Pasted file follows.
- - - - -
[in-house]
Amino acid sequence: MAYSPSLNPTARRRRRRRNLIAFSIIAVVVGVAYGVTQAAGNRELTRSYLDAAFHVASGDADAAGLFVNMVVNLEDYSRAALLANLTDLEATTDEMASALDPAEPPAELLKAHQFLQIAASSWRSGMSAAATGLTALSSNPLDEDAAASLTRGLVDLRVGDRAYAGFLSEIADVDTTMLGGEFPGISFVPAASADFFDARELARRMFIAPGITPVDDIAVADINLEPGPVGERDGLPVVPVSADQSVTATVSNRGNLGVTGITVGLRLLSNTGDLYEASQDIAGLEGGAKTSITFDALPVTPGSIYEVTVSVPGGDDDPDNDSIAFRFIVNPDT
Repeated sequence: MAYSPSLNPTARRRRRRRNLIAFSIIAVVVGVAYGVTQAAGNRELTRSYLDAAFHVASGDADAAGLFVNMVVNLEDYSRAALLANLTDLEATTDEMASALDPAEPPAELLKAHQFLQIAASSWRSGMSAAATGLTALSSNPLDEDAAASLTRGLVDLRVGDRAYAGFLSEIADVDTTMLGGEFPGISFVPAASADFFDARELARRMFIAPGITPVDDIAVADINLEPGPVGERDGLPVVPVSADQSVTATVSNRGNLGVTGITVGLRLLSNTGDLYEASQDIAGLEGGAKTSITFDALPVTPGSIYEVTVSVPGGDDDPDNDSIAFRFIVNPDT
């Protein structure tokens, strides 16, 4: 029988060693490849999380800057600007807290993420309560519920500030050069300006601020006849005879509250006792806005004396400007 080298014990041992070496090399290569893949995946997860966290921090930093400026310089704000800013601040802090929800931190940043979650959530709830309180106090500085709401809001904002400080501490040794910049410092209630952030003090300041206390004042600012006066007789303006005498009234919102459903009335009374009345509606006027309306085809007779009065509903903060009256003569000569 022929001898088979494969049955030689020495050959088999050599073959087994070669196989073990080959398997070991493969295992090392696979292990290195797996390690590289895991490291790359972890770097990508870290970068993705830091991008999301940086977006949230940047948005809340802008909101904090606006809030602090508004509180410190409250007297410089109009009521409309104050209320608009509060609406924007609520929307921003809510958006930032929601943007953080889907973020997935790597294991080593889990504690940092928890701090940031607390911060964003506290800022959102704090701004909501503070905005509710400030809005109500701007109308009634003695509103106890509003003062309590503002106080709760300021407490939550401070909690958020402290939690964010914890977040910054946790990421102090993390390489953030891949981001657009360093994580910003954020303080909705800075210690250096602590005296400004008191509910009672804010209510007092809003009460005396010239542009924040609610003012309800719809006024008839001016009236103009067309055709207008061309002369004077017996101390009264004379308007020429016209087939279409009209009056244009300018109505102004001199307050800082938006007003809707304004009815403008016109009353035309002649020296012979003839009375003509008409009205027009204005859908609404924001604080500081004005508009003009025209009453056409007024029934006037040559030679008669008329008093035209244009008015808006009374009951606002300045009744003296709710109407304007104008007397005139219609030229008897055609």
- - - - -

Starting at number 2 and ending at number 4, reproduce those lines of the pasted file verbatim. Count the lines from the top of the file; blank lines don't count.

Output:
Amino acid sequence: MAYSPSLNPTARRRRRRRNLIAFSIIAVVVGVAYGVTQAAGNRELTRSYLDAAFHVASGDADAAGLFVNMVVNLEDYSRAALLANLTDLEATTDEMASALDPAEPPAELLKAHQFLQIAASSWRSGMSAAATGLTALSSNPLDEDAAASLTRGLVDLRVGDRAYAGFLSEIADVDTTMLGGEFPGISFVPAASADFFDARELARRMFIAPGITPVDDIAVADINLEPGPVGERDGLPVVPVSADQSVTATVSNRGNLGVTGITVGLRLLSNTGDLYEASQDIAGLEGGAKTSITFDALPVTPGSIYEVTVSVPGGDDDPDNDSIAFRFIVNPDT
Repeated sequence: MAYSPSLNPTARRRRRRRNLIAFSIIAVVVGVAYGVTQAAGNRELTRSYLDAAFHVASGDADAAGLFVNMVVNLEDYSRAALLANLTDLEATTDEMASALDPAEPPAELLKAHQFLQIAASSWRSGMSAAATGLTALSSNPLDEDAAASLTRGLVDLRVGDRAYAGFLSEIADVDTTMLGGEFPGISFVPAASADFFDARELARRMFIAPGITPVDDIAVADINLEPGPVGERDGLPVVPVSADQSVTATVSNRGNLGVTGITVGLRLLSNTGDLYEASQDIAGLEGGAKTSITFDALPVTPGSIYEVTVSVPGGDDDPDNDSIAFRFIVNPDT
């Protein structure tokens, strides 16, 4: 029988060693490849999380800057600007807290993420309560519920500030050069300006601020006849005879509250006792806005004396400007 080298014990041992070496090399290569893949995946997860966290921090930093400026310089704000800013601040802090929800931190940043979650959530709830309180106090500085709401809001904002400080501490040794910049410092209630952030003090300041206390004042600012006066007789303006005498009234919102459903009335009374009345509606006027309306085809007779009065509903903060009256003569000569 022929001898088979494969049955030689020495050959088999050599073959087994070669196989073990080959398997070991493969295992090392696979292990290195797996390690590289895991490291790359972890770097990508870290970068993705830091991008999301940086977006949230940047948005809340802008909101904090606006809030602090508004509180410190409250007297410089109009009521409309104050209320608009509060609406924007609520929307921003809510958006930032929601943007953080889907973020997935790597294991080593889990504690940092928890701090940031607390911060964003506290800022959102704090701004909501503070905005509710400030809005109500701007109308009634003695509103106890509003003062309590503002106080709760300021407490939550401070909690958020402290939690964010914890977040910054946790990421102090993390390489953030891949981001657009360093994580910003954020303080909705800075210690250096602590005296400004008191509910009672804010209510007092809003009460005396010239542009924040609610003012309800719809006024008839001016009236103009067309055709207008061309002369004077017996101390009264004379308007020429016209087939279409009209009056244009300018109505102004001199307050800082938006007003809707304004009815403008016109009353035309002649020296012979003839009375003509008409009205027009204005859908609404924001604080500081004005508009003009025209009453056409007024029934006037040559030679008669008329008093035209244009008015808006009374009951606002300045009744003296709710109407304007104008007397005139219609030229008897055609």